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DH's grandfather was "the richest man in town" in a very small town in the midwest and gave each of his three sons a home. DH's father gave his kids each a car (but we have them our car back as we did not need it) and a downpayment on a house. DH and I gave each of our kids a car (of course they cost more than the home DH's father received from his father). Wonder what our kids will give their kids.... On the other hand the typical gifts from DH's parents through the years have always been quite thrifty; my parents passed away before we were married/had children so no "help" there and I miss them every single day. $$ not important--we would still have been able to buy our home without DH's father's help. DH's father and grandfather's generation did feel entitled, but not DH's generation and certainly not our kids who work hard and are better off than we are financially. We paid for their college and daughter's wedding--if blessed with grandchildren we will certainly be enjoying ourselves by thinking of them.
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Old 02-17-2008, 03:22 PM   #27
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The concept that gifting surplus assets to the kiddies always creates some sort of undesirable obligation on the part of the kids to the parents is only true in some cases. In many cases, the ongoing parent - child obligatory link is established strictly though emotional ties developed through the child rearing years. No monetary or other asset transfer may be involved, or even possible. The child may simply have protective, family-oriented tendencies and naturally just want to be part of the ongoing extended family team. Driving an elderly parent to get groceries once a week is a natural act of kindness for one child, a hellish obligation for another.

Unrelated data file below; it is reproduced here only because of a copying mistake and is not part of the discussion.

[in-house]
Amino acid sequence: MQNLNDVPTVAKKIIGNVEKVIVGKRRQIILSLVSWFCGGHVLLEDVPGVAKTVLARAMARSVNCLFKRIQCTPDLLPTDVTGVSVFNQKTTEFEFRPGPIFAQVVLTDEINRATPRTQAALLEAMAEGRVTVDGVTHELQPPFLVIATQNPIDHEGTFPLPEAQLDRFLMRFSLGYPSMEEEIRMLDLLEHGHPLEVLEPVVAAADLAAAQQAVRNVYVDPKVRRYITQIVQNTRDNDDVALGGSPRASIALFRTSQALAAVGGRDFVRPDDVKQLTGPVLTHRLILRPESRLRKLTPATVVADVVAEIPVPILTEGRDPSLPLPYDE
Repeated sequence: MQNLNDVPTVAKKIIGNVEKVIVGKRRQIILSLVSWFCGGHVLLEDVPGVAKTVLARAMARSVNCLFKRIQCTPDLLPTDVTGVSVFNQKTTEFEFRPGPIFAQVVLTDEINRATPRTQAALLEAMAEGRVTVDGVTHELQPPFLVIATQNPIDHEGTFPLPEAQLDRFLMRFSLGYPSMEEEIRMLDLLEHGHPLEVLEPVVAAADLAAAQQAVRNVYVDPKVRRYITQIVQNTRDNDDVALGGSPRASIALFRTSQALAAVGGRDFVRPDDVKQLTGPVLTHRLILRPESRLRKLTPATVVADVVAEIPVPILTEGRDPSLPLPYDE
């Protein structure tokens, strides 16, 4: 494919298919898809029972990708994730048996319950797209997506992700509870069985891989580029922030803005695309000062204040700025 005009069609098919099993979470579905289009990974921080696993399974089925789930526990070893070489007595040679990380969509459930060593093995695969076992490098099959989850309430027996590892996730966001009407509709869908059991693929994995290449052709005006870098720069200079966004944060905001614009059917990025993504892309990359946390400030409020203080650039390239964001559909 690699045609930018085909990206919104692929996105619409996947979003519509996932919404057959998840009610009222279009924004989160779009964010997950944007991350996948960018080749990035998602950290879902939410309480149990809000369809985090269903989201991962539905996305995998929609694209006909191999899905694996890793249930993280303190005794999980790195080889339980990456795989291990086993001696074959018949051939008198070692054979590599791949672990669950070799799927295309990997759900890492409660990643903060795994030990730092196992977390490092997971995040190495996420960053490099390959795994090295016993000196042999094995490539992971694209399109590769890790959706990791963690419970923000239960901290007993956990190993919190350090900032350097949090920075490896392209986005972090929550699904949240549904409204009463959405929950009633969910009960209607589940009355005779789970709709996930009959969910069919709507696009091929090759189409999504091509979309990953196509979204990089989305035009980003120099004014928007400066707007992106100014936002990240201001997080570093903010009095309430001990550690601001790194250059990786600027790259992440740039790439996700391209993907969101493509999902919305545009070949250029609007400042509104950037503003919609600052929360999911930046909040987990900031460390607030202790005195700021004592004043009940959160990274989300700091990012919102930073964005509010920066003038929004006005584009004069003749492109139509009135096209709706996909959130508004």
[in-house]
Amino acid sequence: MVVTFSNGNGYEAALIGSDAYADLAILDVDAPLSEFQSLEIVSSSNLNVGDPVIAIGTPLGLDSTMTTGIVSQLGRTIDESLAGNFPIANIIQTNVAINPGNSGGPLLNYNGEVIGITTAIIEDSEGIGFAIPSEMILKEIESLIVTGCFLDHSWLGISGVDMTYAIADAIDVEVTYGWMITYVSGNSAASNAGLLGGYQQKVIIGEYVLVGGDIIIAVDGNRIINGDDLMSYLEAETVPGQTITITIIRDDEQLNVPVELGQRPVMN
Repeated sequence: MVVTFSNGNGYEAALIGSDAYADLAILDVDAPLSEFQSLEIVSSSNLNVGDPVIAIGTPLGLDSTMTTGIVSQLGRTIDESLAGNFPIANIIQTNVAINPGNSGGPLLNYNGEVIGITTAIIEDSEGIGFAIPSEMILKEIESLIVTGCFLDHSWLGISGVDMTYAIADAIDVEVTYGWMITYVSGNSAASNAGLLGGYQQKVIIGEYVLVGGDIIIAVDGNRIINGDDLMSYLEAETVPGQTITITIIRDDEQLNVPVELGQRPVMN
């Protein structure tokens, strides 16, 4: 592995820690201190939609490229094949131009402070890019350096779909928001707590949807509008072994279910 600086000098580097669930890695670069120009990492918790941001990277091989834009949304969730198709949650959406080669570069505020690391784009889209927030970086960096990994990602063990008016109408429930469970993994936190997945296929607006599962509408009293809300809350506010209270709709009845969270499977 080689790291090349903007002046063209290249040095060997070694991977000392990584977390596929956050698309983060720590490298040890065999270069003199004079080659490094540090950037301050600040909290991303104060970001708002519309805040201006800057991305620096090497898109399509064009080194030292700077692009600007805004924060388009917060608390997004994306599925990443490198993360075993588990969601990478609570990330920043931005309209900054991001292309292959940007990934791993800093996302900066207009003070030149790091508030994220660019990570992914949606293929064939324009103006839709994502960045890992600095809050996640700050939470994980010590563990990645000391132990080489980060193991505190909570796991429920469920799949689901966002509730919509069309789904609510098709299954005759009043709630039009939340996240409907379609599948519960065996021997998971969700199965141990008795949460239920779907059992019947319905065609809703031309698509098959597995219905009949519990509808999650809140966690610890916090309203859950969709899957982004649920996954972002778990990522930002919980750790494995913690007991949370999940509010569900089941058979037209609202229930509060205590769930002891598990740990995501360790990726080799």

And, sometimes it's the kids, not the parents, who seek the ties in those cases where monetary transfers are involved. For example, we've listened to young people right on this board moan and groan that the Bank of Mom and Dad could easily have helped them more though college, could have easily provided a down payment for a first home, could have had nursing care under Medicaid instead of private pay, etc., and instead spent the money on themselves or gifted it to others. Or the whining when one sibling recieves more than another. Yuuuch.
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Old 02-17-2008, 04:44 PM   #28
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I never grew up with the opportunity to make any withdrawals from the Bank of Mom and Dad, but as a new parent, I don't think that giving your kid some money to help them get started is in itself a bad idea. BUT, you have to have raised them right with proper understanding on the value of money, how to manage it, and how to build wealth, otherwise your just throwing your money away.

musings on personal finance
I feel as if I've just been spammed to generate blog traffic.

Would you mind showing me what specific topic at your link corresponds to this thread on outpatient economic care?